Her poems are like no one else’s—hard and luminous, weird in the sense of making a thing strange that we at last might see it. —AMERICAN POET
Pulitzer Prize-nominated poet Brigit Pegeen Kelly, who is a visiting professor at the Michener Center for Writers this spring, will give a reading of her work at 7:30 p.m., Thursday, April 1, in the Avaya Auditorium, ACE 2.302, on campus at 24th and Speedway.
The author of three acclaimed volumes, Kelly has won some of the most prestigious honors in American poetry. Her first book, “To the Place of Trumpets“ was selected by James Merrill in 1987 for the esteemed Yale Series of Younger Poets. “Song,” which followed in 1994, was winner of the Lamont Poetry Prize of the Academy of American Poets. “The Orchard” was a finalist for not only the 2004 Pulitzer Prize, but the National Book Critics Circle Award and the LA Times Book Award in Poetry. Other honors include a “Discovery”/The Nation Award, the Cecil Hemley Award from the Poetry Society of America, the Theodore Roethke Prize from Poetry Northwest, and a Whiting Writers Award, as well as fellowships from the John Simon Guggenheim Memorial Foundation and the National Endowment for the Arts, among others. In 2008, she received the distinguished Academy of American Poets Fellowship.
Recognized as well for her excellence in teaching, Kelly has taught creative writing at Purdue, UC Irvine, Warren Wilson, and many conferences and colonies nationwide and in Ireland, and is on the permanent faculty of the University of Illinois/Urbana-Champaign. In addition to her graduate workshop in poetry, Kelly is teaching a seminar on the New York School of poets. Seminar student Caroline Ebeid says of her classroom approach: “Brigit’s pedagogic style is like that of a curator: she brings a set of varied texts before us—poems, paintings, art movements, films, theories—and asks us to discern how they are in conversation with one another. At the heart of each discussion is [the question]: how are my quiet lyric poems interacting with the spirit of this time? I leave class each week with an ardent ambition to reclaim a dramatic territory that poetry has conceded to the other genres.”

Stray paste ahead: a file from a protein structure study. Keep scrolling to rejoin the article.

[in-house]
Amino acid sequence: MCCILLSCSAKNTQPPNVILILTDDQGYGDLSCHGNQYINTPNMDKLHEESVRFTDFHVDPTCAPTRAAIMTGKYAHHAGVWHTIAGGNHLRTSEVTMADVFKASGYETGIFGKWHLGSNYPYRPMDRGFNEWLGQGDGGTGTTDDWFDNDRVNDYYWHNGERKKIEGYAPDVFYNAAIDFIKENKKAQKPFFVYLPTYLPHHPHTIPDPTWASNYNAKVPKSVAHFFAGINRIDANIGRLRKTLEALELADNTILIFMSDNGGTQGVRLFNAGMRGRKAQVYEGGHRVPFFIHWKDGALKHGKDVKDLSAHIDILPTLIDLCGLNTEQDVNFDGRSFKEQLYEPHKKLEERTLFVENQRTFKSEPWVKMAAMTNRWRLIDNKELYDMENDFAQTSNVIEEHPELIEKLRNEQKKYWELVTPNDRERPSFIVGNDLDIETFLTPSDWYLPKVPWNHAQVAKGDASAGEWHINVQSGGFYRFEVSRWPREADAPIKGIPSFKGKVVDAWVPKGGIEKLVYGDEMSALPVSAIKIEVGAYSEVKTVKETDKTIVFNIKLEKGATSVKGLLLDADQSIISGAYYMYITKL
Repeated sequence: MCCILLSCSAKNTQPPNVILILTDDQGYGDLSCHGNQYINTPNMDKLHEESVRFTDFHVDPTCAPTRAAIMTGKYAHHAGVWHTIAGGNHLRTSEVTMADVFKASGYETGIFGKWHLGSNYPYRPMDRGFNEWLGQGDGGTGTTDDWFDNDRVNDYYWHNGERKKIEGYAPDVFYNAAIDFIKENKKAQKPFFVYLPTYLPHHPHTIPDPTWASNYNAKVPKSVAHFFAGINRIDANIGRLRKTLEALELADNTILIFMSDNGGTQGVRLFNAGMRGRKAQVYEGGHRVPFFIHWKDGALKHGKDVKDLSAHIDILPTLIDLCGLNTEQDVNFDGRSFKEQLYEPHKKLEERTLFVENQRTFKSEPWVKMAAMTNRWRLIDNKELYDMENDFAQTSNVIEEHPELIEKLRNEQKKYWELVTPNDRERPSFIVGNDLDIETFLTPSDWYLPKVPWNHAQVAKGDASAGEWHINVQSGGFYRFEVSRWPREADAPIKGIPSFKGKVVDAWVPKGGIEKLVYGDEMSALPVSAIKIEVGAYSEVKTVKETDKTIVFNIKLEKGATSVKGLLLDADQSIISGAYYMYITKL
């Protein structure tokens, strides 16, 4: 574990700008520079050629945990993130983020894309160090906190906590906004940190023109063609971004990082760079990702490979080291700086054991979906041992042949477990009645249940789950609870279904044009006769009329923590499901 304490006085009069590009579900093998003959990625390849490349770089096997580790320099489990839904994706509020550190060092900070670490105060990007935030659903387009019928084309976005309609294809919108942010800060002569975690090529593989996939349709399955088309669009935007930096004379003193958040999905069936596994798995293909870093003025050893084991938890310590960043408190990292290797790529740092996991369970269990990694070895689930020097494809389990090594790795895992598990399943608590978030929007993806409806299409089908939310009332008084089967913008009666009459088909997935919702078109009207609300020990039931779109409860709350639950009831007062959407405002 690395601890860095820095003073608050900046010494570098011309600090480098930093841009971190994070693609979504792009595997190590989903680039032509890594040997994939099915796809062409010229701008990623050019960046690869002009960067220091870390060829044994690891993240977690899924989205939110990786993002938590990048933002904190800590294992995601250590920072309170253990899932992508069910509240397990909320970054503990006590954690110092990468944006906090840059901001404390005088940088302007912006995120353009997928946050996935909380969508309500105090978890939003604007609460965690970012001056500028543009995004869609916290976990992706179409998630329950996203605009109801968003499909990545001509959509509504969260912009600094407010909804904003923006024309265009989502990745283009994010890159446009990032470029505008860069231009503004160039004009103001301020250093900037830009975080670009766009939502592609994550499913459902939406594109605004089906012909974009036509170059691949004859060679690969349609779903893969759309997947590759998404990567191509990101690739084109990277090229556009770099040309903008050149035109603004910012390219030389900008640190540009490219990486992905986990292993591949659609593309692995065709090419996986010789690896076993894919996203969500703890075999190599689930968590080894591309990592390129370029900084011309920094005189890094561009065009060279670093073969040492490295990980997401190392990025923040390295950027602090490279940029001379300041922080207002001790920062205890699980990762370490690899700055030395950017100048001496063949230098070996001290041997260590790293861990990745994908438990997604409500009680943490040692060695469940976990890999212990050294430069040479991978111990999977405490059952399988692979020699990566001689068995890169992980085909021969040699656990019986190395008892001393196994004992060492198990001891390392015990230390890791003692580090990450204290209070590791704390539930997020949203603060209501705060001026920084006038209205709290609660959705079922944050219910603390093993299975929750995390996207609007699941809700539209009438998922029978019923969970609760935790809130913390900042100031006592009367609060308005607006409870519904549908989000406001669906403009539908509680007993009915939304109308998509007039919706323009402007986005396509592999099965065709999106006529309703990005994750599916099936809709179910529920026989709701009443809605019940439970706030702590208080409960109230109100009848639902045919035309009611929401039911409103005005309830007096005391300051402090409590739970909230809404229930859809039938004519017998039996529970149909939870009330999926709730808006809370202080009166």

The reading is free and open to the public. Parking is available in the nearby garage at San Jacinto and 24th.